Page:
Mexico and the Migration Phenomenon

In Mexico, as in other countries and regions of the world, migration is a complex and difficult phenomenon to approach. The diverse migration processes of exit, entrance, return and transit of migrants are all present in our country.

Given the extent and the characteristics of today’s migration phenomenon, which will continue in the immediate future and given the implications that it represents for our country’s development, a new vision and a change are necessary in the way Mexican society has approached, thus far, its responsibilities toward the migration phenomenon.

Over the last years, the magnitude reached by Mexican migration and its complex effects in the economic and social life of Mexico and the United States, have made the migration phenomenon increasingly important for the national agendas of both countries, and a priority issue in the bilateral agenda.

From the outset of the Administration, the government of President Fox put forward a proposal to the Mexican public opinion and to the highest authorities in the United States, regarding a comprehensive plan aimed at dealing with the diverse aspects of migration between the two countries. Mexico based its proposal on the principle of shared responsibility, which acknowledges that both countries must do their share in order to obtain the best results from the bilateral management of the migration phenomenon.

In 2001, the governments of both nations intensified the dialogue and set in motion a process of bilateral negotiations with the intent of finding ways to face the multiple challenges and opportunities of the phenomenon; these actions were taken with the objective of establishing a new migration framework between the two countries.

However, the terrorist attacks of September 2001 against the United States, criminal acts which were unmistakably deplorable, altered the bilateral agenda on migration. On the one hand, the link between migration and national security –mainly along the shared border– is now an essential issue of that agenda. On the other hand, the participation in the migration debate of varied political actors –especially legislators of both countries–, has increased.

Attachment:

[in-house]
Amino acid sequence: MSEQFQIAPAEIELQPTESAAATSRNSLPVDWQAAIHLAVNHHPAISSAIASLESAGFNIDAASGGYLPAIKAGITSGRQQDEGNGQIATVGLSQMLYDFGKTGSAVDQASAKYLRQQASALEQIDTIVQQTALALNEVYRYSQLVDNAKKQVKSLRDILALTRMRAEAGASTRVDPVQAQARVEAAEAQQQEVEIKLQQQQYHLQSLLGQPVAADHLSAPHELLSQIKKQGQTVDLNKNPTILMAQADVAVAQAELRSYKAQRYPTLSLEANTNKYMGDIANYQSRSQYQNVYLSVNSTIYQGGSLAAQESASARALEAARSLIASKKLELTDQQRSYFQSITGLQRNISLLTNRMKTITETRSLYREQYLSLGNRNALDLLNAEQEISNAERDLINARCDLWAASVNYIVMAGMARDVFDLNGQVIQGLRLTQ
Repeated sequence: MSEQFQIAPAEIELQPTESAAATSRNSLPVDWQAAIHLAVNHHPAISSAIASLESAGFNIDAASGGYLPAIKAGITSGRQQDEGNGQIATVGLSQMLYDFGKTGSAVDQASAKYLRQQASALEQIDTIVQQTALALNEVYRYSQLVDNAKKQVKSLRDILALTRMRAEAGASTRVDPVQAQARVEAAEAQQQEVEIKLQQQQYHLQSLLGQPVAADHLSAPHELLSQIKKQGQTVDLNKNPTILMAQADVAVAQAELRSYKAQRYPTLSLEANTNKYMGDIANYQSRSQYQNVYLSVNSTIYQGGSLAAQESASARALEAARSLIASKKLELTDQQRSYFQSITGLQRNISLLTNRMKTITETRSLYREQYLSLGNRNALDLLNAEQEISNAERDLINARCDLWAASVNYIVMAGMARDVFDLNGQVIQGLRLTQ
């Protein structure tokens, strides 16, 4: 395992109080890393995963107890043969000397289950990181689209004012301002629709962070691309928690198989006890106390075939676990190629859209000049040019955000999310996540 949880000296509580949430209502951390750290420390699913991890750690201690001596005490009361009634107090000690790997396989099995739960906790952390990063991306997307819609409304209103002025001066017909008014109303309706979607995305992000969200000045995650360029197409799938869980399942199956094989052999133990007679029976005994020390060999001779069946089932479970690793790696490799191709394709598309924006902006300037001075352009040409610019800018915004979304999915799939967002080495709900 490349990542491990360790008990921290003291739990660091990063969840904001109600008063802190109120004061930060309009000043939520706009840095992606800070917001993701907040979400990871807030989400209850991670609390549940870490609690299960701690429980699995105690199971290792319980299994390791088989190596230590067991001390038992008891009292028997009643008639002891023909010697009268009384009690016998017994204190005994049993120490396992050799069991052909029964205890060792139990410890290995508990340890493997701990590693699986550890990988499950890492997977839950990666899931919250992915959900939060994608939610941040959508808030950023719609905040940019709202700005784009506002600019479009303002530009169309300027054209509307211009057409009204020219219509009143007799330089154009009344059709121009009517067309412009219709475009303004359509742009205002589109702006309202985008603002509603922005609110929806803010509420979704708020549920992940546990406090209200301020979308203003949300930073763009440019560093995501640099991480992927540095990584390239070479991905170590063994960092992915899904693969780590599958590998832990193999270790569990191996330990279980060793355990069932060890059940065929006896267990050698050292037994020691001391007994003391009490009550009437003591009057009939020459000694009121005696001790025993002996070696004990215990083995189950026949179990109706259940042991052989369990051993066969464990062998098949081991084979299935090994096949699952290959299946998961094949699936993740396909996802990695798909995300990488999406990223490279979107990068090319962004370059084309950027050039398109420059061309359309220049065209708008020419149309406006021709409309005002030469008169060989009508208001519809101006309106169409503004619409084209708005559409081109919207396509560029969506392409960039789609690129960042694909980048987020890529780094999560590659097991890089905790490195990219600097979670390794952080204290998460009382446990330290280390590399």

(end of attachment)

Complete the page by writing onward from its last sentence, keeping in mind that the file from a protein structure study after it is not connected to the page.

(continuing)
The debate that is currently taking place in the United States, concerning a possible migration reform, represents an opportunity for Mexico and for the bilateral handling of the phenomenon. It also encourages a deep analysis of the consequences that this process can have for our country and its migration policy.

Based on a joint initiative by the Executive Branch and the Senate of Mexico, a group of federal authorities responsible for the management of the migration phenomenon, senators and congressmen, members of the academia, experts in migratory issues, and representatives of civil society organizations, agreed to initiate an effort that seeks to build a national migration policy, founded over shared diagnoses and platforms. Accordingly, the group has held a series of discussions titled Prospects and Design of Platforms for the Construction of a Mexican Migration Policy.

The ideas expressed in this document are the result of those discussions. They intend to bring up to date Mexico’s migration position and to offer some specific guidance regarding the process of migration reform in the United States.



Based on the discussions held, the participants agreed upon the following set of principles that should guide Mexico’s migration policy:



Recommendations regarding the commitments that Mexico should agree on

 Main recommendations considered by the group in order to update Mexico’s migration policy:

Elements related to a possible migration reform in the United States

 Mexico does not promote undocumented migration and is eager to participate in finding solutions that will help us face the migration phenomenon. Accordingly, the group decided to express certain thoughts about what is the Mexican position in case a migration reform takes place in the United States: 

 This working group aims to become a permanent body of study, debate and development of public policies for the handling of the migration phenomenon.


Participants in the meetings

Prospects and Design of Platforms for the Construction of a

Mexican Migration Policy

Legislators Federal Government Academia Members Foreign Policy Experts Civil Society Organizations

Senator Silvia Hernández

Undersecretary Gerónimo Gutiérrez (SRE) Jorge Santibáñez (COLEF) Andrés Rozental (COMEXI) Mauricio Farah (CNDH)
Senator Héctor Osuna Undersecretary Rodolfo Tuirán (SEDESOL) Rafael Fernández de Castro (ITAM)  Jorge Montaño (COMEXI)

Fabienne Venet (Sin Fronteras)

Senator Raymundo Cárdenas Undersecretary Gerardo López (STPS) Manuel Ángel Castillo (COLMEX)

 Luis Herrera-Lasso (Grupo Coppan)

Congresswoman Laura Elena Martínez Elena Zúñiga (CONAPO) Rodolfo García Zamora (UAZ) * Gustavo Mohar
Congresswoman Ruth Hernández Lauro López (INM) Ulises Carmona (UNAM)
Congressman Manuel Camacho Solís *Jaime Domingo López Francisco de Alba (COLMEX)


* Jaime Domingo López (former undersecretary for Population and Migration Issues) and Gustavo Mohar occupy today different positions from the ones they held when the meetings took place.